In a way, yes.
The thing about mass nouns is that the things they refer to are usually inherently plural/collective/inseparable, like flour, milk, dust, and grass. Those things are most commonly encountered or discussed as, well, masses of a given substance, rather than individual pieces of said substance.
So, it would be somewhat unusual for a language to explicitly mark the 'mass' form of a mass noun, because that would suggest that 'a drop of milk' is the run-of-the mill, everyday way of talking about milk, while 'many drops of milk as one mass' needs to be explicitly indicated because your audience couldn't assume that's what you meant. In effect, you would end up with a similar system to the singular vs. plural marking that happens for count nouns, and it would erode an existing distinction between mass nouns and count nouns.
So instead, what some languages do is mark the singulative form of a mass noun, which means basically that there is a marked form of the noun to indicate when it is a piece/part of the unmarked mass noun. In English, we can only do this in a roundabout way: a grain of rice vs. rice, but if we had a singulative marker, say *-op, we could just say *ricop and rice, in the same way as in Bari, you have lɛ-tat 'a drop of milk' and lɛ 'milk'.
A system like this means that, although the mass form of the mass noun is unmarked, mass nouns have their own specific morphology as opposed to count nouns, so are easily distinguished from count nouns (unlike in English, where mass nouns don't take any special morphemes).
Singulative marking is encountered as part of the tripartite number marking patterns found in many Nilo-Saharan and Niger-Congo languages. A tripartite number system exhibits three principles of number indication, namely pluralisation, singulativisation, and substitution of number morphemes, as discussed in this paper on Western Nilotic noun morphology by Storch (2007).
Here is an example from Anywa (Anuak) from Reh 1996 but reproduced by Storch:
‘bell’ okoot okóód-í (plural formation)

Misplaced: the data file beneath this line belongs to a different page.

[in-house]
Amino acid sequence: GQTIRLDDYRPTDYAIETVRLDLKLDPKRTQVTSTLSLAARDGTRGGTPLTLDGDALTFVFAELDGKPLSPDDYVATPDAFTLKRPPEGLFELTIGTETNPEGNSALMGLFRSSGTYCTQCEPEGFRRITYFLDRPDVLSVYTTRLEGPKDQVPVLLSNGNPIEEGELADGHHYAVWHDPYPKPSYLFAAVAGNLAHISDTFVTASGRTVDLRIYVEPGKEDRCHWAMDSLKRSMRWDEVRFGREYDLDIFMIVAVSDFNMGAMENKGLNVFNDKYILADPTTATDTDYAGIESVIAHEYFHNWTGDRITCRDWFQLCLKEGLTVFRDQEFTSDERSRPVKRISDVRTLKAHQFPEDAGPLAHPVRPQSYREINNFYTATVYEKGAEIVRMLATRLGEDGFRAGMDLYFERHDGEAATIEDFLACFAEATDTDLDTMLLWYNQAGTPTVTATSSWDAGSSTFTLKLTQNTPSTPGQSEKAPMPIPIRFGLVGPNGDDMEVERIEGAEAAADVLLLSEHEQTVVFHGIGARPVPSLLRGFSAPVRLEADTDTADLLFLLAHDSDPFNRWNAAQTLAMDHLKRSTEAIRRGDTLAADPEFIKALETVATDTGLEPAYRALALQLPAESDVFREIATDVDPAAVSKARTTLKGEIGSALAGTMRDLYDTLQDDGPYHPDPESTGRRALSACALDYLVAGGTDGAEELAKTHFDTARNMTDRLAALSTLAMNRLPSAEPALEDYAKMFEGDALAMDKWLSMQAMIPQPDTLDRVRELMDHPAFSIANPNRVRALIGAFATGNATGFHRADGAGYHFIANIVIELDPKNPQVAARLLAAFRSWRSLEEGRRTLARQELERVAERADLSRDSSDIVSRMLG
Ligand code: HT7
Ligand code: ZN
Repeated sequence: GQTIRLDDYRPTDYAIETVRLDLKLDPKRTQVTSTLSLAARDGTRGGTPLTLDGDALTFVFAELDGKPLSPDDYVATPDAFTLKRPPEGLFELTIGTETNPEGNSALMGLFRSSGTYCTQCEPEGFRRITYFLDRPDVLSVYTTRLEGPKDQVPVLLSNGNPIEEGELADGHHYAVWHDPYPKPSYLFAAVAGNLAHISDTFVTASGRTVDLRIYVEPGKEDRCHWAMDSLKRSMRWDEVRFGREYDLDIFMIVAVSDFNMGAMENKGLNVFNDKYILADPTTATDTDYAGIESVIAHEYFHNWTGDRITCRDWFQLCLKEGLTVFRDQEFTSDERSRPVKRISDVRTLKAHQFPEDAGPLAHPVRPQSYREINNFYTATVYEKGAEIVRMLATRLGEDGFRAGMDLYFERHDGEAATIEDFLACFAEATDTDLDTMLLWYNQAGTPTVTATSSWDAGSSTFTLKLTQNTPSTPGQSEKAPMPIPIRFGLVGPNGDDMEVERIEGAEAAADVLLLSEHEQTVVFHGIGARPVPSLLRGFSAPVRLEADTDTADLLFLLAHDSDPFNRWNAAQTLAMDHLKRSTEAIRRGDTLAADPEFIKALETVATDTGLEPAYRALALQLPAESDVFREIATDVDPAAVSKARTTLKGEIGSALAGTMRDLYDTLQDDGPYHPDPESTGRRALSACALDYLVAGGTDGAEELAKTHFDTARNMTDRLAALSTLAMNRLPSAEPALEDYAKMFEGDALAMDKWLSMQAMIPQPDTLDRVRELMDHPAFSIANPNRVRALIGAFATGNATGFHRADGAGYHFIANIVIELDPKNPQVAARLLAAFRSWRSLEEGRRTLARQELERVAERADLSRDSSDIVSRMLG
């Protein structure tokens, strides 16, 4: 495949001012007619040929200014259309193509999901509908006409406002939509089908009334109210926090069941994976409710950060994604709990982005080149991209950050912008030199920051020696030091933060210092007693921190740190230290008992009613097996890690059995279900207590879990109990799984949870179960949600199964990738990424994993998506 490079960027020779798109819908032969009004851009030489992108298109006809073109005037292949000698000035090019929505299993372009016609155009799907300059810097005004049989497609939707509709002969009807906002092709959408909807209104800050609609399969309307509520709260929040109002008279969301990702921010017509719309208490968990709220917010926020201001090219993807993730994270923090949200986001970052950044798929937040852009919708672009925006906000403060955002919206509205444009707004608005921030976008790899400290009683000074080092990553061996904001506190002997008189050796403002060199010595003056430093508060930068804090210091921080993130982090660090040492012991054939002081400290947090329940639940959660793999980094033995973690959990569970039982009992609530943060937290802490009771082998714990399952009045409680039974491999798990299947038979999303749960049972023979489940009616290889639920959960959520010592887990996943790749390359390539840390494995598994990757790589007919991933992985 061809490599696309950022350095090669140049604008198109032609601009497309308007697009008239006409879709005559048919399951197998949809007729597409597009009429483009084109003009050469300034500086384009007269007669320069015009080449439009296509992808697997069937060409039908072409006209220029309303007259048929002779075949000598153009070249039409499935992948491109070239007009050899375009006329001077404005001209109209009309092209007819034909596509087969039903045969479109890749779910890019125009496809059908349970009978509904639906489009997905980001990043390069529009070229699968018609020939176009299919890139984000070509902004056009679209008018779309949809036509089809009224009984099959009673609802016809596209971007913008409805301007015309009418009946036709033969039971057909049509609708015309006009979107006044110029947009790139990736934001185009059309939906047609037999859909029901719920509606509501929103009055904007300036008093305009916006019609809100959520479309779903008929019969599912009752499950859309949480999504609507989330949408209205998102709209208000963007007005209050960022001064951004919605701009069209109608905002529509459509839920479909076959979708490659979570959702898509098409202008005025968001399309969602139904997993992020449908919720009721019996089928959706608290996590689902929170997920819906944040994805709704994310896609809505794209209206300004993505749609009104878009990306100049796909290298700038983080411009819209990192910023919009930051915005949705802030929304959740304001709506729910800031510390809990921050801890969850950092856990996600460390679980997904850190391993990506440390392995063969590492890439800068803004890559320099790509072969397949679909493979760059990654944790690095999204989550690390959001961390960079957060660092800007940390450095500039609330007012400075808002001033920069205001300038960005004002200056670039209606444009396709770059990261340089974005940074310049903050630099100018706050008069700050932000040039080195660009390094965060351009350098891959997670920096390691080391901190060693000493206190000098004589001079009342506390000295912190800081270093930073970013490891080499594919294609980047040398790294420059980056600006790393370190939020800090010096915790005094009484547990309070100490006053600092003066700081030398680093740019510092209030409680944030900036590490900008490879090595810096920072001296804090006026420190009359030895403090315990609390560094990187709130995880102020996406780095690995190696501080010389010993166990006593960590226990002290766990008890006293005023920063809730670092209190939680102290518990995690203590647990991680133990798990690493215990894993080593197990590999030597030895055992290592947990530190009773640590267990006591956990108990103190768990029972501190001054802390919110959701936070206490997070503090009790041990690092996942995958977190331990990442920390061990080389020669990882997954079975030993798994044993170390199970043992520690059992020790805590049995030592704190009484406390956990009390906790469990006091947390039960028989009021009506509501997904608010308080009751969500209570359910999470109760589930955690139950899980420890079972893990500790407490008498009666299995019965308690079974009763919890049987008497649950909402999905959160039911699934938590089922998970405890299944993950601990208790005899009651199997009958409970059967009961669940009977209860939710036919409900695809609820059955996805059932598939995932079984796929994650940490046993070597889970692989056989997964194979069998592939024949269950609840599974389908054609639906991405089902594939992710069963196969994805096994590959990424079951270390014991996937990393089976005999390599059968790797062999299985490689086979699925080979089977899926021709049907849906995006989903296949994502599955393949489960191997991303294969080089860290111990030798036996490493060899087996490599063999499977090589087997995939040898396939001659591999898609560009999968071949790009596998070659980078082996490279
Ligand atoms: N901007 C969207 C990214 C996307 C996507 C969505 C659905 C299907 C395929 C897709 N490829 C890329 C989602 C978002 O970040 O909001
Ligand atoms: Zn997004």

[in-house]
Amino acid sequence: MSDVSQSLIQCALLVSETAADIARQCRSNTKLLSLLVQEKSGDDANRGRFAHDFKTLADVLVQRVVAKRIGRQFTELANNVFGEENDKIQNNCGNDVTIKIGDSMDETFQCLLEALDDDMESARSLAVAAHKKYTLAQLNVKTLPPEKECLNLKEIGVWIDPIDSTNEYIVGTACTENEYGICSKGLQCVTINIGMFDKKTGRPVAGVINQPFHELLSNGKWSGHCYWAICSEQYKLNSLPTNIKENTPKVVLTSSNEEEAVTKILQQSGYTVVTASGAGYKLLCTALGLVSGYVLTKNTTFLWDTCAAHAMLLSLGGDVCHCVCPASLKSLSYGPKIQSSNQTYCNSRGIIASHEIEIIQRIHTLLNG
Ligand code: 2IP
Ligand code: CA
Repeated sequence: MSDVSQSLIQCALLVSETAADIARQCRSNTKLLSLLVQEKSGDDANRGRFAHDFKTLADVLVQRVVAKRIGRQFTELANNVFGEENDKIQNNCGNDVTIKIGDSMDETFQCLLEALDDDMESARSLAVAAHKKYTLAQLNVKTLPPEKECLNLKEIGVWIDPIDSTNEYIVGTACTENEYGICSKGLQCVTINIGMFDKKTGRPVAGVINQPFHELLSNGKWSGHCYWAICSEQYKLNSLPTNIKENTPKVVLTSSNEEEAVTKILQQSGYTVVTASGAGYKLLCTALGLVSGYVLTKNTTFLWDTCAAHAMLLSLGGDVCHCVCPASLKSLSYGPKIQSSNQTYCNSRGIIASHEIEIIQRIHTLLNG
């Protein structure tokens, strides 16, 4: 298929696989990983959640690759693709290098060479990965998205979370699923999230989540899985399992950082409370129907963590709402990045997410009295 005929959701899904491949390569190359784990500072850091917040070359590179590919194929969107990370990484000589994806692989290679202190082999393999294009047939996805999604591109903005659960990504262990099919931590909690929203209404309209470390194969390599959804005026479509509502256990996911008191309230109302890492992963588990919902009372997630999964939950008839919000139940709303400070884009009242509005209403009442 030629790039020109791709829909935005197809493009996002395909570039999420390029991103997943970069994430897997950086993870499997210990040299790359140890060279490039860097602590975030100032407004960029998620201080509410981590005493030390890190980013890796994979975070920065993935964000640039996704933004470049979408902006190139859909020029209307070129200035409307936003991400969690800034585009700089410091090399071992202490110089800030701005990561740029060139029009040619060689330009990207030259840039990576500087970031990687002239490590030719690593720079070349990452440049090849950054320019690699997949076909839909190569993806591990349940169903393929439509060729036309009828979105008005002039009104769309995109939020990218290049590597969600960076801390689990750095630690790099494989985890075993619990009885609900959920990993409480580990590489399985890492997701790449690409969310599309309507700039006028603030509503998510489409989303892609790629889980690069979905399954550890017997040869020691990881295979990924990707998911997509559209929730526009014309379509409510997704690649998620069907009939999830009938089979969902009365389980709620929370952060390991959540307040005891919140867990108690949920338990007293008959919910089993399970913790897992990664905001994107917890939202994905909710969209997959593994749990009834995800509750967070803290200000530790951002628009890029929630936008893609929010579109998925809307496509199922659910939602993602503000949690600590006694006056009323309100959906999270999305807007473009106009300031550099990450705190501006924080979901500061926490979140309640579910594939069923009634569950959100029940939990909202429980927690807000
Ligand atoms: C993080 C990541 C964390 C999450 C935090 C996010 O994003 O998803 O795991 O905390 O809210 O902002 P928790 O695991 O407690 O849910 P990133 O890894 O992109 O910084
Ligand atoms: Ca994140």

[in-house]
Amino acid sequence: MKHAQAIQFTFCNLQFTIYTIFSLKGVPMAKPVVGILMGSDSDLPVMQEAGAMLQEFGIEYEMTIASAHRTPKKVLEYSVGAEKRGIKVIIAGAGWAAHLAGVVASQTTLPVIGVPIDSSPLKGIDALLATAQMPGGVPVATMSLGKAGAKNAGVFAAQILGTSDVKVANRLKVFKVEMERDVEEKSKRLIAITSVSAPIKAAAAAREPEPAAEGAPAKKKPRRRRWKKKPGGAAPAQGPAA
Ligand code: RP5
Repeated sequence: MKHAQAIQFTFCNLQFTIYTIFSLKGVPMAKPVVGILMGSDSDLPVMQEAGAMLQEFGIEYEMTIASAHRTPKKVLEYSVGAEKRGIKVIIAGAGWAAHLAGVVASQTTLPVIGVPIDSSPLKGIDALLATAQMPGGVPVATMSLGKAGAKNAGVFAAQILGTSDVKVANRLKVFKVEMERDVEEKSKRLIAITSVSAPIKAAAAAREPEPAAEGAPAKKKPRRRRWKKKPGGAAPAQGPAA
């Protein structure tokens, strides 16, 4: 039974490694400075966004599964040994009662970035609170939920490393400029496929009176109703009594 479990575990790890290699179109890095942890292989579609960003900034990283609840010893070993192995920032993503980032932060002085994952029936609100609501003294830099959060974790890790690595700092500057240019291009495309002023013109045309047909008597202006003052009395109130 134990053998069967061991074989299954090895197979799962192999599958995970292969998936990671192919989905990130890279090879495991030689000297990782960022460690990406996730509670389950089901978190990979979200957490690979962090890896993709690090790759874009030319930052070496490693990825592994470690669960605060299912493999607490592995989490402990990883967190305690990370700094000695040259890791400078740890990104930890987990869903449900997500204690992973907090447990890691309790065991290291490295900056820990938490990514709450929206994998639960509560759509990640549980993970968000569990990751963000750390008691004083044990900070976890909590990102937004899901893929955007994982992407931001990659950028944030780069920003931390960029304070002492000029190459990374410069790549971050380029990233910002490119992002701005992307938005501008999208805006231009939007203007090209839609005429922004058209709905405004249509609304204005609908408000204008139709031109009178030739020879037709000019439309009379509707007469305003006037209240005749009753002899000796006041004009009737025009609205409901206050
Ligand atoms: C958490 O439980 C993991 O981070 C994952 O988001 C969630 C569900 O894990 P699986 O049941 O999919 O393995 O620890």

‘butter’ búóp búób-ò (singulative formation)
‘loincloth’ kèèl-ʌ́ kèèl-é (replacement pattern)
And you can see that in this, the mass/collective noun 'butter' is unmarked for the collective form but marked for the singulative formation, with distinct morphology from the plural formation and the 'replacement pattern'.
In the example given above, and others typical of the tripartite system, for a noun like 'bell' the underlying form is a singular, with a morphologically complex plural, while the morphologically unmarked and thus underlying form of ‘butter’ is plural/collective/mass both grammatically and semantically. A singulative noun is typically a word that denotes an item that is singled out from a mass or group of similar items. Items that normally occur in pairs or larger numbers are expressed by nouns that are semantically and grammatically plural or collective and morphologically not overtly marked. For a noun like 'loincloth', with the 'replacement pattern', both forms a morphologically complex, and neither may be underlying.
Of course, the semantic distinctions made by speakers of a particular language are crucial to determining how a noun is treated for number marking. This is discussed quite a bit in this paper by Dimmendaal on number marking and noun classification in Nilo-Saharan (2000) (access via an institution). He argues that that there is a continuum between 'object' and 'substance', with the end points of this continuum being universally distinguished (i.e. the most 'county' count nouns and the most 'massy' mass nouns), but with intermediate cases being "linguistically malleable" across languages. This is not just true for, say, Nilo-Saharan languages compared to Indo-European languages - it can be true for even very closely related languages, because there is an enormous amount of variation in how these systems work (particularly in the parts of Africa relevant to the Niger-Congo and Nilo-Saharan language groupings, where there are large amounts of linguistic transfer between languages which are geographically close but genetically distant).
Dimmendaal also gives examples from some other languages which show structural similarities to the the singulative marking patterns in the tripartite systems of Nilo-Saharan, such as Russian gorox 'peas', gorošina 'pea'. In the Native American language Kiowa, nouns which are inherently singular or dual take a number suffix to mark plural, while other nouns which are inherently dual or plural ('bone', 'rib', 'wing') take a singulative marker.
So, basically, mass nouns are 'marked', or indicated, by virtue of being morphologically unmarked but having a clear singulative counterpart, and unique noun morphology.
The above points do not take into account the complex interactions between noun classifier systems and number marking in Nilo-Saharan languages, nor external ways of indicating the 'mass-ness' of a noun (the classificatory verbs discussed by @Daniel Briggs) - there are also many other ways to indicate this beyond the noun morphology.